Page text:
Don't use accelerants to start or generate fires
Published: 5th July 2013
NSW Ambulance and Fire & Rescue NSW have joined in stressing that people not use accelerants such as petrol and kerosene to start or generate fires.
It follows figures which show that, since April 1, paramedics have been called to treat at least 13 people who had suffered injuries after fires, including camp fires and bonfires, which were lit in this manner.
In June in the state's north, a 32-year-old male suffered burns to his back and hands after pouring two-stroke fuel on a fire.
On May 5, paramedics were called to treat a 27-year-old in the state's north who suffered burns to his face and arm after a piece of wood doused with petrol was thrown onto a fire, causing a fireball to ignite.
Another 20 people were treated for burns after falling into fires or being around fires.
Fire & Rescue NSW Community Engagement and Development Manager, A/Superintendent Mick Ollerenshaw, said that with winter upon us, people were lighting fires to stay warm, particularly at campsites, and some were following unsafe practices. This included the use of accelerants.
"When you throw accelerant on to a fire, the fire can follow the vapours back and up to the source such as a hand or full bottle of accelerant in the hand," he said.
"The simple rule is don't use accelerants on a fire."
A/Supt Ollerenshaw said the other concern was gas fires.
"People go to ignite the gas and get distracted just before doing so. The gas builds up if it is in a confined space and you get a small explosion which usually always involves the face and chest," he said.
NSW Ambulance Inspector John Brotherhood also urged caution when people were around fires, particularly if they were consuming alcohol.
"Each year, we treat a number of the burns victims who have fallen into fires after becoming intoxicated," Insp Brotherhood said.
"It is also very important to ensure children are well-supervised when around fires."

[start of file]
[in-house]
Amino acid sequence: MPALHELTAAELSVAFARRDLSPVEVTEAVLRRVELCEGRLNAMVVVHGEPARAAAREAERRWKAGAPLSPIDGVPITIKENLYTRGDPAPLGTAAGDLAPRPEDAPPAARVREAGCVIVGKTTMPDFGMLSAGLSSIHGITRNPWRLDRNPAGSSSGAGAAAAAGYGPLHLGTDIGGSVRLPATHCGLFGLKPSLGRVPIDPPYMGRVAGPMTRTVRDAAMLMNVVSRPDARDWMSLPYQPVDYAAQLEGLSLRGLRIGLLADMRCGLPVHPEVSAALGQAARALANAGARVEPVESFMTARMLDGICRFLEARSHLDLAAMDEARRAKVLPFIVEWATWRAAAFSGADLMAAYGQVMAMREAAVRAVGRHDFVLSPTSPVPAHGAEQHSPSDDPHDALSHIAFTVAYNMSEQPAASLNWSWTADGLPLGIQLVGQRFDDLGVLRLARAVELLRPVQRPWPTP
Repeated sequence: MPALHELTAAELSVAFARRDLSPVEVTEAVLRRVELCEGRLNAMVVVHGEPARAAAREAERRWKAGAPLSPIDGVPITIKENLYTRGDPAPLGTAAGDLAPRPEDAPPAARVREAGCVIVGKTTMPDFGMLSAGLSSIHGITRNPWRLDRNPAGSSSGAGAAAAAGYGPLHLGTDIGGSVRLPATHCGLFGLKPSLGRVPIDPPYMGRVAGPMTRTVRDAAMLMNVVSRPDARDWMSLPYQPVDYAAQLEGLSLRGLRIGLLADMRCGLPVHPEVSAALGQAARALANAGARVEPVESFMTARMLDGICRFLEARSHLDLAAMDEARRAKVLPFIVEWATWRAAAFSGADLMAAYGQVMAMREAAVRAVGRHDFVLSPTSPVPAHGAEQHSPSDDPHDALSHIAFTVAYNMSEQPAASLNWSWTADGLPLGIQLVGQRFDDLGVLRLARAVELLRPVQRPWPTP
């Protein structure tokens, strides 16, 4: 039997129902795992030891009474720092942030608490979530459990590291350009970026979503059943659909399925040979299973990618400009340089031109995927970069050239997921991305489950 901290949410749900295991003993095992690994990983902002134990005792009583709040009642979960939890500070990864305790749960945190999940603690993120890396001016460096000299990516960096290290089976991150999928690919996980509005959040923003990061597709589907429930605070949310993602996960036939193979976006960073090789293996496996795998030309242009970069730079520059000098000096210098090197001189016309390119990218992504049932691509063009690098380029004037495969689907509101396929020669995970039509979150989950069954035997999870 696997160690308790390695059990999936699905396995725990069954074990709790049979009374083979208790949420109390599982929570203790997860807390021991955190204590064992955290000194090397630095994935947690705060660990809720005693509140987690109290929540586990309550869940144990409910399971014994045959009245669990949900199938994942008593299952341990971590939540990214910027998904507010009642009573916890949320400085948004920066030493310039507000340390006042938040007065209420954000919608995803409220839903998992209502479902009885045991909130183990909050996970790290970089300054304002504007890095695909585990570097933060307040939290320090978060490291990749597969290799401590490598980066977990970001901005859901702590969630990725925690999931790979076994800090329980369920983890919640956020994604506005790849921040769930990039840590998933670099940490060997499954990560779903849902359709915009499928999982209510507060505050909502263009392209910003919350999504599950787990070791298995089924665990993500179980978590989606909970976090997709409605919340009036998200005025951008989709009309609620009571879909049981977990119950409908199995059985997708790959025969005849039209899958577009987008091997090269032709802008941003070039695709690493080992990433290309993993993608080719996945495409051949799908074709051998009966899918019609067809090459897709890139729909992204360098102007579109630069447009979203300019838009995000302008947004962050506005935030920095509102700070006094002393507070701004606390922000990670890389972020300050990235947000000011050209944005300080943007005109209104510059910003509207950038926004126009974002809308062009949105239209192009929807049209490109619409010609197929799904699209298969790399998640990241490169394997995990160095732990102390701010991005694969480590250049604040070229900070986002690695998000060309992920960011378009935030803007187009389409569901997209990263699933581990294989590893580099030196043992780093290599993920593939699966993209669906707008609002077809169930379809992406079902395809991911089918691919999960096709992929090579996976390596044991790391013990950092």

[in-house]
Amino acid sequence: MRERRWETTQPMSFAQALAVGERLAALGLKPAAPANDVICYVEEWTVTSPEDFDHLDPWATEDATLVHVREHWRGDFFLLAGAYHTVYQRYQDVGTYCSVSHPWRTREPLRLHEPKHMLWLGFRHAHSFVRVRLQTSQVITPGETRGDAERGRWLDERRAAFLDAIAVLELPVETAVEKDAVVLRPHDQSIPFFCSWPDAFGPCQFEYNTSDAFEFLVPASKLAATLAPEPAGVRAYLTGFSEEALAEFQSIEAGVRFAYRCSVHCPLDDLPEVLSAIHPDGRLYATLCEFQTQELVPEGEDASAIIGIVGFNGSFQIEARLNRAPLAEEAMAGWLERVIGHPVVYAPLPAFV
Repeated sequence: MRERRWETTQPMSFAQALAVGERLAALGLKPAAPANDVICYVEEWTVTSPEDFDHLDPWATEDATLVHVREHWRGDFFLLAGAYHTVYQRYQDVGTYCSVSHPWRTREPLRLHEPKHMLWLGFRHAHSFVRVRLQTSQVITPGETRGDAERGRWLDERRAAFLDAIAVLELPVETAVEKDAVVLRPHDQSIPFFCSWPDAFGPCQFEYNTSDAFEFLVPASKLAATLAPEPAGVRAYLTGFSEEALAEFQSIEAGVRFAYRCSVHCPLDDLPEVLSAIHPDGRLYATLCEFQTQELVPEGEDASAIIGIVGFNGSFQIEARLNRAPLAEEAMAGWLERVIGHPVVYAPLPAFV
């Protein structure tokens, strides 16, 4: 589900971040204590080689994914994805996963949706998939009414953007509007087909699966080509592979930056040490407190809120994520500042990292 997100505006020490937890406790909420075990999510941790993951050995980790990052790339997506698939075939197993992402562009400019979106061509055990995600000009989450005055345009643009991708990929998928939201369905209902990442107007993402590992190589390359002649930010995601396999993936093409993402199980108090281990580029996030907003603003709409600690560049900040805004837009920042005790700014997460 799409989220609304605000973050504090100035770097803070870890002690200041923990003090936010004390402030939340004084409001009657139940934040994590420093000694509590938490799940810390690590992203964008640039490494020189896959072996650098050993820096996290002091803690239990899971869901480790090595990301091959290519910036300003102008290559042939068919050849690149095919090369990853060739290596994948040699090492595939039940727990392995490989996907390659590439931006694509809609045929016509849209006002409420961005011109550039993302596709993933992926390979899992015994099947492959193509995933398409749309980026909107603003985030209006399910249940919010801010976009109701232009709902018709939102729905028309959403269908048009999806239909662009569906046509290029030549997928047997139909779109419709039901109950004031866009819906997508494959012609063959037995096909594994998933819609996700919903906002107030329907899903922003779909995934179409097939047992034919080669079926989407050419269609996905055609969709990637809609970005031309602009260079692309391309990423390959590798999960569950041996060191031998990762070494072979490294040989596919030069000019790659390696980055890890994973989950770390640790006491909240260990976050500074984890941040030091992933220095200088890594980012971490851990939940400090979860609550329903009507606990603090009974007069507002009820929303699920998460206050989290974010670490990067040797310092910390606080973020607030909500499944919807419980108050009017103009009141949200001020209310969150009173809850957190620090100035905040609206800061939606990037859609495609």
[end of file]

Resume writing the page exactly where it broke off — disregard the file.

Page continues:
Insp Brotherhood said the best treatment for any burns victim was to place the burned section under cold running water for 20 minutes or, where the burns were more expansive, under a cold shower. Salt water swimming pools were also an option, where available.
"The burns must be cooled down, that's the biggest thing. Just be careful not to over-cool the patient, particularly if it's a young child.
"Also, never put fats or oils on the burn. We're still finding a lot of our older residents applying oil and butter."
Insp Brotherhood said that, where possible, jewellery such as earrings and rings should be removed from burn areas.
"The metal holds the heat and when the skin starts to swell it restricts the circulation," he said.
- never use accelerants;
- burn only seasoned, dry hardwood and always keep a safe distance from fires;
- never leave a fire or heater unattended. Ensure all fires are properly extinguished before going to bed;
- never use an LPG cylinder indoors or in a confined space;
- store lighters, matches and flammable liquids in a secure place away from children; and
- if a burn occurs cool the burn area immediately with plenty of cool, running water for at least 20 minutes. Do not apply ointment, cream or butter to the affected area and try to remove jewellery and lose clothing from the affected area.
Remember, in the event of burns or a house fire, call Triple Zero (000) immediately.